Nikki and Noelle noticed the marker pointing the way to MIT today. How much is that in Smoots?
Updated, 12:25 a.m.
For the second day in a row, Boston and Cambridge firefighters and State Police responded to the Massachusetts Avenue bridge on a report of a possible jumper, only to find no evidence on the bridge or in the water that somebody had actually jumped.
Firefighters used thermal imagers and sonar to search the water, after the report of a possible jumper mid-span came in shortly before 11:50 p.m.
The bridge was shut in both directions. Around 12:20 a.m., Boston firefighters began packing up and leaving.
The Boston Fire Department responded in force around 6 p.m. when a report came in of a possible jumper from the bridge, but after searching the water, firefighters found nothing and left.
Shortly after 4 p.m., Boston and Cambridge firefighters and Boston and State police began rushing to the Mass. Ave. Bridge on a report of a sailboat tipping over in the wind and dumping somebody in the water. Just as firefighters were about to begin their "tech rescue," however, the person managed to get back in the boat and make his way to shore on the Cambridge side - where he was met by troopers and Cambridge firefighters. He declined medical attention.
JB Parrett highlights the Mass. Ave. Bridge.
David Cole spotted the Wienermobile on the Mass. Ave. bridge around 6 p.m.
The windsurfer now realizes you were right and apologizes for cursing you out.
The Boston Fire Department reports firefighters were dispatched to the Mass. Ave. Bridge around 11:35 p.m. when somebody noticed a person on the ice on the Charles.
Person is tethered with a rope and is now walking off of the frozen river to shore. ... Unknown why person was on the ice. Police to investigate.
UPDATE: The DA's office reports the victim was a 33-year-old Brighton man and that his death was declared "a non-homicide" after an autopsy and investigation.
State Police report recovering a man's body from the Charles River, between the Hatch Shell and the Harvard Bridge this morning.
Shortly before 7 a.m., a driver managed to firmly wedge his box truck into the underpass eastbound at the Harvard Bridge, causing a nice little blockage just as rush hour was getting underway. He tried moving the truck back, but all he did was set of a shower of sparks from where his truck's roof scraped against the top of the underpass.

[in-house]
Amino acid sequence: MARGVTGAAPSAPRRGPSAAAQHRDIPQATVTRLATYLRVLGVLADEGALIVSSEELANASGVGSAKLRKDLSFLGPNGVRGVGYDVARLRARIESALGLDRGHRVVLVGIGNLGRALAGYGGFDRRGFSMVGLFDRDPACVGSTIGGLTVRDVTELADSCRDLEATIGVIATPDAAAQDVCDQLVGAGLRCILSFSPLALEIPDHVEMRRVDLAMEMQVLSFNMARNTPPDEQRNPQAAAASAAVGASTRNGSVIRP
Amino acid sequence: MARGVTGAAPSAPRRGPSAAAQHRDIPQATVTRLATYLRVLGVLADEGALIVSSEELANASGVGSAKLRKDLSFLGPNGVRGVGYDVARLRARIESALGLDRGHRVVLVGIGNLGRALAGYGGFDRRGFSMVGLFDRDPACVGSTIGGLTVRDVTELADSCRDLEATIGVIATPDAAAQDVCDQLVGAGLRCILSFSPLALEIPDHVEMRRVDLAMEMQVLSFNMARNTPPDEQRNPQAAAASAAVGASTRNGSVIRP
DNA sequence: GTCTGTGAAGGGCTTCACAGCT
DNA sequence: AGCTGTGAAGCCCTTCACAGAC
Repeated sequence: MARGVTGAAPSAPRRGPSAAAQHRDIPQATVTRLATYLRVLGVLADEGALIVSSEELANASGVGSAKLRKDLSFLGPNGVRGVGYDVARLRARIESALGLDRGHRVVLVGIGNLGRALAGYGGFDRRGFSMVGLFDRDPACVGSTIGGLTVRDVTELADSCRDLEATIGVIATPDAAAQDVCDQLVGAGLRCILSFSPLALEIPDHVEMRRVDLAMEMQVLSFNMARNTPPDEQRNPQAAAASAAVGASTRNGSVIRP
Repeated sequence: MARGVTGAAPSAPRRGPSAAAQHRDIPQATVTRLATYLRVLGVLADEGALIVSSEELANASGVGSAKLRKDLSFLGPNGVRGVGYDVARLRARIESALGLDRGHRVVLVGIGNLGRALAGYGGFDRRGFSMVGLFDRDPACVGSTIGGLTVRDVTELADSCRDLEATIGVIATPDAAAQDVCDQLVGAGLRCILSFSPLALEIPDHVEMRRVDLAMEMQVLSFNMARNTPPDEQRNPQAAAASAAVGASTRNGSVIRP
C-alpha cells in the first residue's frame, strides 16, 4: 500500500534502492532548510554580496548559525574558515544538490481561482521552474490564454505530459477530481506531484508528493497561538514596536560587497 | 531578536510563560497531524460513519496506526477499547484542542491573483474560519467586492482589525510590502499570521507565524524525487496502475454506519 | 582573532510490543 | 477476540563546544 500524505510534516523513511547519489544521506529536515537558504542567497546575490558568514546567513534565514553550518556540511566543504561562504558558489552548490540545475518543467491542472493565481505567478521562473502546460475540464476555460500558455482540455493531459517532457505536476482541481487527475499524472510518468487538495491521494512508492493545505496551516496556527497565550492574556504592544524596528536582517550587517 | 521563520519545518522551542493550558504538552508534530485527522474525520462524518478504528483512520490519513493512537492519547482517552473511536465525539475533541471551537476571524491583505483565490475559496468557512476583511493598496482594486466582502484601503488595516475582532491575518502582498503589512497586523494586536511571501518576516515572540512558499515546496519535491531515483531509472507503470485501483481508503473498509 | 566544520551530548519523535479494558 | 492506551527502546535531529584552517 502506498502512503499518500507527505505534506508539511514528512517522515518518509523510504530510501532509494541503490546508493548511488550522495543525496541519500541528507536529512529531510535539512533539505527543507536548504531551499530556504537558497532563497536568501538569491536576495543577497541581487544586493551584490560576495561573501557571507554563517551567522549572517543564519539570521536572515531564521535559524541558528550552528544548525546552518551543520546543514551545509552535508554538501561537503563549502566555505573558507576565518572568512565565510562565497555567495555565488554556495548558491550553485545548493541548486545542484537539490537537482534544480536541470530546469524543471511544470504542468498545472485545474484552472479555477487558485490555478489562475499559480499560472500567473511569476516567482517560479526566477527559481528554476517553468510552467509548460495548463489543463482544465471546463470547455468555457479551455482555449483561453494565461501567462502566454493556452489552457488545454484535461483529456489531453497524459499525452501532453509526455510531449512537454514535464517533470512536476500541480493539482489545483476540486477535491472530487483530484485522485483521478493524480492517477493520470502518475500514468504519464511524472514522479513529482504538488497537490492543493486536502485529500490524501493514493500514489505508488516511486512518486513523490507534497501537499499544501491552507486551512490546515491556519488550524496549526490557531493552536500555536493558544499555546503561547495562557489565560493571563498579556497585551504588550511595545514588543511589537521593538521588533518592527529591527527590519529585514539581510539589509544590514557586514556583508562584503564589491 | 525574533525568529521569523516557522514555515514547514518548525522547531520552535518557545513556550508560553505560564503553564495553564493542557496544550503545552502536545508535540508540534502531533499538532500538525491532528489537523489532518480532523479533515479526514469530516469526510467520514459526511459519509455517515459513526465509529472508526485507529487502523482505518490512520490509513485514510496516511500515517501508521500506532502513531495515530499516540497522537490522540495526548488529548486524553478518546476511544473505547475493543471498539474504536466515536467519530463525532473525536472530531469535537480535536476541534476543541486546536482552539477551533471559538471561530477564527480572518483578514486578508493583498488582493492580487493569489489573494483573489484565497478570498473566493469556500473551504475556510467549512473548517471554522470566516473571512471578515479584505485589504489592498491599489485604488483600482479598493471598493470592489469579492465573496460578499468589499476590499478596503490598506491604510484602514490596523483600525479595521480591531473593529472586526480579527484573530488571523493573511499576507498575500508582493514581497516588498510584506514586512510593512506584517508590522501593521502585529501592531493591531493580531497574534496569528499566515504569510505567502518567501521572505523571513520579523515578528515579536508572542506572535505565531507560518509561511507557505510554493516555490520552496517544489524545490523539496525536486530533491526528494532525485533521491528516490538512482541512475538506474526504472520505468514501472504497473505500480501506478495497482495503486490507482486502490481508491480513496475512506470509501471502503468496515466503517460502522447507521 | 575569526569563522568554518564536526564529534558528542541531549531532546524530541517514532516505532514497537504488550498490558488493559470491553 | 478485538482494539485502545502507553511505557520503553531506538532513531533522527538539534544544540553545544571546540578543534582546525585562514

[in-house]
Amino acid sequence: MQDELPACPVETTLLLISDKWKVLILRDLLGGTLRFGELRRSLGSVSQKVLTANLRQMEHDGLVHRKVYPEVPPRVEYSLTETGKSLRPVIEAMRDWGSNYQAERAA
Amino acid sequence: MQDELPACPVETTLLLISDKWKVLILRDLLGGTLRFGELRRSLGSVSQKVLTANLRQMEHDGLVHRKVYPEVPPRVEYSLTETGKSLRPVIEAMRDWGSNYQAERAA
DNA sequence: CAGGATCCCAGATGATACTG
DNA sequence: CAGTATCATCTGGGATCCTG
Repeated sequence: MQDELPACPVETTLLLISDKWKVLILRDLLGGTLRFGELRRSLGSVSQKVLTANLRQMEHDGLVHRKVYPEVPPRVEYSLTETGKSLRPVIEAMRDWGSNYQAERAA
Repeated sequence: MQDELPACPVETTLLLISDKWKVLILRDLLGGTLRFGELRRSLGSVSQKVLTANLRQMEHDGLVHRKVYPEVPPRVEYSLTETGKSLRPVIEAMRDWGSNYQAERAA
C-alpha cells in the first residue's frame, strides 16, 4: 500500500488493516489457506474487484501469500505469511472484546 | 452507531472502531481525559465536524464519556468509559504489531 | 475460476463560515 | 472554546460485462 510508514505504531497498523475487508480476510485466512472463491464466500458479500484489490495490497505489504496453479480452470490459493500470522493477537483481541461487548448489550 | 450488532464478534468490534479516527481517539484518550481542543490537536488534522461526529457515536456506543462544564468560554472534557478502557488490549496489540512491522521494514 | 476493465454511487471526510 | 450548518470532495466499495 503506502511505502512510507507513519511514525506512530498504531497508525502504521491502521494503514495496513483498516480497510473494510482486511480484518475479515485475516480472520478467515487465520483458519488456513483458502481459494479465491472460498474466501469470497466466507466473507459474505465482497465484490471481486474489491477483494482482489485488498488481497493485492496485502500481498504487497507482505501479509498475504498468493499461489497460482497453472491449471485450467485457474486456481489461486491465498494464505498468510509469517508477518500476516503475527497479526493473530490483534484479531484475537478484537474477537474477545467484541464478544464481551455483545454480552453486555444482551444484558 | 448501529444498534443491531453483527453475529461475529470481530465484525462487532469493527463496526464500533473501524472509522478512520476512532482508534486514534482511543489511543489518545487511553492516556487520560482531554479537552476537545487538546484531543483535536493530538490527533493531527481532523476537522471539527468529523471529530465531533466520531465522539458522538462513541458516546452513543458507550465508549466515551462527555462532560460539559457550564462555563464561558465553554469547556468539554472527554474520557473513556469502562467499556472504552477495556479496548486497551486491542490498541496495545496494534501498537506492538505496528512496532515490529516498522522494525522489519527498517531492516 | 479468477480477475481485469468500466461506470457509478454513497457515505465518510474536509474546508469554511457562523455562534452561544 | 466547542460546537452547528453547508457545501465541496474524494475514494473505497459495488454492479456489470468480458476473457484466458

UPDATE: After working on the truck for around 45 minutes without success, the Cambridge Fire Department ordered an electric saw to the scene to cut the top of the fool thing off.
Complaints about traffic in Boston are nothing new. Even in the 1920s, news photographer Leslie Jones was capturing local traffic jams - and the accidents that often caused them. Here are some from the Boston Public Library's Leslie Jones collection (click on photos to see larger versions).
In 1924, the SS Leviathan moored at a South Boston pier. People flocked to see it; Jones reported "an angry crowd" of jammed motorists:
UPDATE: Authorities make ID.
The Suffolk County District Attorney's office has released photos of jewelery removed from the body of a woman found in the Charles River yesterday after she jumped off the Harvard Bridge. Officials say she had no identification with her and are hoping somebody recognizes the ring and pendant. If you do, contact Suffolk County State Police Detective Unit at 617-727-8817. She's described as a young black woman, about 5'4" and 110 lbs, with hair shaved on the sides and a longer tuft of hair at the top front.
With no identifying documents to go on, authorities have released some information about the woman whose body was pulled out of the Charles River this morning after witnesses watched her jump off the Harvard Bridge, in the hopes somebody recognizes her. According to the Suffolk County District Attorney's office:
On April 30, 1908, Harry Houdini walked from a nearby hotel to the Harvard Bridge, where he had himself chained up before he jumped into the still frigid Charles River. From The Amazing Harry Houdini:
"But aren't you even afraid, Mr. Houdini?" one of the reporters shouted to him. "Afraid?" Houdini asked with a loud laugh. "What do I have to fear? I am the King of Handcuffs. Nothing can hold me!"
And, of course, he eventually surfaced - after the assembled throng of some 10,000 began to fear he had drowned. That night, he appeared as scheduled at Keith's Theatre on Washington Street.
The photo is the first in a series of four in the Library of Congress's American Memory collection. The last shows Houdini bobbing at the surface after he unshackled himself.